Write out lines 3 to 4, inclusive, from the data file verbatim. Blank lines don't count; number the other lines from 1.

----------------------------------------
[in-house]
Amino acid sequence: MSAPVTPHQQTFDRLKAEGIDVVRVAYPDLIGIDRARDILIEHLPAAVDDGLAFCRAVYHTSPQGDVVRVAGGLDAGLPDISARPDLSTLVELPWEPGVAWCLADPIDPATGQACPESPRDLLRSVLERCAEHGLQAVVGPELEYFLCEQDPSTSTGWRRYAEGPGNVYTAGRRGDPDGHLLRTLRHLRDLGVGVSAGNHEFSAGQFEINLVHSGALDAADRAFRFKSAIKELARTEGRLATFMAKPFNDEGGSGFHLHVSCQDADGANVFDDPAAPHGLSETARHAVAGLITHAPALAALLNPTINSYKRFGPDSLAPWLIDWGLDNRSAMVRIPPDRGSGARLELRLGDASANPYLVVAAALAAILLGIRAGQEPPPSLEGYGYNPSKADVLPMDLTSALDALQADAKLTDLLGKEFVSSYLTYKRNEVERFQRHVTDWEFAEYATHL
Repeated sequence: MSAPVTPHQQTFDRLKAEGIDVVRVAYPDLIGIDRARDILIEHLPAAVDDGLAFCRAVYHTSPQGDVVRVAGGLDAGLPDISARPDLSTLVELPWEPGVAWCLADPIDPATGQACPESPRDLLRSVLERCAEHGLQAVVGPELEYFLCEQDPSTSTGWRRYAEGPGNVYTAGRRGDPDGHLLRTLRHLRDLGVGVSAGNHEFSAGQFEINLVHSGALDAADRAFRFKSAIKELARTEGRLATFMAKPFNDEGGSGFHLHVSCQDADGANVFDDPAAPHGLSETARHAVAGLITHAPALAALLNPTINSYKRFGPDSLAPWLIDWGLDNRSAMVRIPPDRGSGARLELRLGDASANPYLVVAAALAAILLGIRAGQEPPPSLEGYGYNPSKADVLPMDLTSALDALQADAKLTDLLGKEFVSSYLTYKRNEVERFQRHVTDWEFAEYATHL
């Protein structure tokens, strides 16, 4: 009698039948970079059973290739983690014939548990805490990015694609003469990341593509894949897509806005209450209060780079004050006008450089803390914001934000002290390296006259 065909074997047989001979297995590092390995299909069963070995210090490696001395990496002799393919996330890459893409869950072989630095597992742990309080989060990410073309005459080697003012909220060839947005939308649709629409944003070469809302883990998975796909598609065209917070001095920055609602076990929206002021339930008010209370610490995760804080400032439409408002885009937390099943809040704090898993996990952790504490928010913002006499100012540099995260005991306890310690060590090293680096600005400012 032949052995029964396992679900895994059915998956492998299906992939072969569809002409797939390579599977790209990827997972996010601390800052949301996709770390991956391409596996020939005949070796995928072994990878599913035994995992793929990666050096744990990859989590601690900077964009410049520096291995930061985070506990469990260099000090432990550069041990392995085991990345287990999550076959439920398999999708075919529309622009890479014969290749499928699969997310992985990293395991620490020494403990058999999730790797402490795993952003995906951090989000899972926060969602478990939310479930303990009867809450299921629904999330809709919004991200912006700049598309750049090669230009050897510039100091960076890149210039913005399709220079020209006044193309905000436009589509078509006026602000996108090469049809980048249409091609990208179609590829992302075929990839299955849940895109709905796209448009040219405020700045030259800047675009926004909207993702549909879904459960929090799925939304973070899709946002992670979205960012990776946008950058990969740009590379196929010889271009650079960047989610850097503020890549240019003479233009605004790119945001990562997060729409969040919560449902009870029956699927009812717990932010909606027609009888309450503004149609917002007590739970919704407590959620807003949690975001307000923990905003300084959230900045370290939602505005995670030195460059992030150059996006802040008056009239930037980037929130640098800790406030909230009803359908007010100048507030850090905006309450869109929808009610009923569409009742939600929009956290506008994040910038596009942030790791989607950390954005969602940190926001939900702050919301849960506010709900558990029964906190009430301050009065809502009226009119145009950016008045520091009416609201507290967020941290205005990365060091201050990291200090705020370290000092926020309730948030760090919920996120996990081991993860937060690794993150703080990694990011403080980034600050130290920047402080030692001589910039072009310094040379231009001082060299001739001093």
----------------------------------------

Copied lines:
Repeated sequence: MSAPVTPHQQTFDRLKAEGIDVVRVAYPDLIGIDRARDILIEHLPAAVDDGLAFCRAVYHTSPQGDVVRVAGGLDAGLPDISARPDLSTLVELPWEPGVAWCLADPIDPATGQACPESPRDLLRSVLERCAEHGLQAVVGPELEYFLCEQDPSTSTGWRRYAEGPGNVYTAGRRGDPDGHLLRTLRHLRDLGVGVSAGNHEFSAGQFEINLVHSGALDAADRAFRFKSAIKELARTEGRLATFMAKPFNDEGGSGFHLHVSCQDADGANVFDDPAAPHGLSETARHAVAGLITHAPALAALLNPTINSYKRFGPDSLAPWLIDWGLDNRSAMVRIPPDRGSGARLELRLGDASANPYLVVAAALAAILLGIRAGQEPPPSLEGYGYNPSKADVLPMDLTSALDALQADAKLTDLLGKEFVSSYLTYKRNEVERFQRHVTDWEFAEYATHL
């Protein structure tokens, strides 16, 4: 009698039948970079059973290739983690014939548990805490990015694609003469990341593509894949897509806005209450209060780079004050006008450089803390914001934000002290390296006259 065909074997047989001979297995590092390995299909069963070995210090490696001395990496002799393919996330890459893409869950072989630095597992742990309080989060990410073309005459080697003012909220060839947005939308649709629409944003070469809302883990998975796909598609065209917070001095920055609602076990929206002021339930008010209370610490995760804080400032439409408002885009937390099943809040704090898993996990952790504490928010913002006499100012540099995260005991306890310690060590090293680096600005400012 032949052995029964396992679900895994059915998956492998299906992939072969569809002409797939390579599977790209990827997972996010601390800052949301996709770390991956391409596996020939005949070796995928072994990878599913035994995992793929990666050096744990990859989590601690900077964009410049520096291995930061985070506990469990260099000090432990550069041990392995085991990345287990999550076959439920398999999708075919529309622009890479014969290749499928699969997310992985990293395991620490020494403990058999999730790797402490795993952003995906951090989000899972926060969602478990939310479930303990009867809450299921629904999330809709919004991200912006700049598309750049090669230009050897510039100091960076890149210039913005399709220079020209006044193309905000436009589509078509006026602000996108090469049809980048249409091609990208179609590829992302075929990839299955849940895109709905796209448009040219405020700045030259800047675009926004909207993702549909879904459960929090799925939304973070899709946002992670979205960012990776946008950058990969740009590379196929010889271009650079960047989610850097503020890549240019003479233009605004790119945001990562997060729409969040919560449902009870029956699927009812717990932010909606027609009888309450503004149609917002007590739970919704407590959620807003949690975001307000923990905003300084959230900045370290939602505005995670030195460059992030150059996006802040008056009239930037980037929130640098800790406030909230009803359908007010100048507030850090905006309450869109929808009610009923569409009742939600929009956290506008994040910038596009942030790791989607950390954005969602940190926001939900702050919301849960506010709900558990029964906190009430301050009065809502009226009119145009950016008045520091009416609201507290967020941290205005990365060091201050990291200090705020370290000092926020309730948030760090919920996120996990081991993860937060690794993150703080990694990011403080980034600050130290920047402080030692001589910039072009310094040379231009001082060299001739001093």